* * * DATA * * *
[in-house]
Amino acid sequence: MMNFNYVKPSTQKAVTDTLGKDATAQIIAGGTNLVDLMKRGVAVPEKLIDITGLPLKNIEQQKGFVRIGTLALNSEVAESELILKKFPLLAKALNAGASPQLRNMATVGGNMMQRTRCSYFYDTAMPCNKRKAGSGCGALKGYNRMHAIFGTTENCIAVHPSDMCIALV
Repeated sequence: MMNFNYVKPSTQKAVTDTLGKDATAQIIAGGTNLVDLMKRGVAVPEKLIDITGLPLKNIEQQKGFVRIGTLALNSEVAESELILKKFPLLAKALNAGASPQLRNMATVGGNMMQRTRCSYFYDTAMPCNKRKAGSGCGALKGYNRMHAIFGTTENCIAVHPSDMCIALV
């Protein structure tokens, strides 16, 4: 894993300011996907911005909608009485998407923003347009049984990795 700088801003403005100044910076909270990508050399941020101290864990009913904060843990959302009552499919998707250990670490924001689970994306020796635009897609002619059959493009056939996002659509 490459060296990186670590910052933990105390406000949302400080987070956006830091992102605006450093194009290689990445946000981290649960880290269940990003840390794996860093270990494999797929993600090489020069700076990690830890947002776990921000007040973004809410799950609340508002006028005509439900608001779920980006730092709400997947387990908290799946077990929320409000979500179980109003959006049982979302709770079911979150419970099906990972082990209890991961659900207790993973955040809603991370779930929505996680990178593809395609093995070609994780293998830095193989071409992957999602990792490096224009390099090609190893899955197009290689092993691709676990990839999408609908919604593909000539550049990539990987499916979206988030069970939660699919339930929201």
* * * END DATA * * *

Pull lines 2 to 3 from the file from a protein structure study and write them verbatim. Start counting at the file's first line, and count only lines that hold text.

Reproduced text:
Amino acid sequence: MMNFNYVKPSTQKAVTDTLGKDATAQIIAGGTNLVDLMKRGVAVPEKLIDITGLPLKNIEQQKGFVRIGTLALNSEVAESELILKKFPLLAKALNAGASPQLRNMATVGGNMMQRTRCSYFYDTAMPCNKRKAGSGCGALKGYNRMHAIFGTTENCIAVHPSDMCIALV
Repeated sequence: MMNFNYVKPSTQKAVTDTLGKDATAQIIAGGTNLVDLMKRGVAVPEKLIDITGLPLKNIEQQKGFVRIGTLALNSEVAESELILKKFPLLAKALNAGASPQLRNMATVGGNMMQRTRCSYFYDTAMPCNKRKAGSGCGALKGYNRMHAIFGTTENCIAVHPSDMCIALV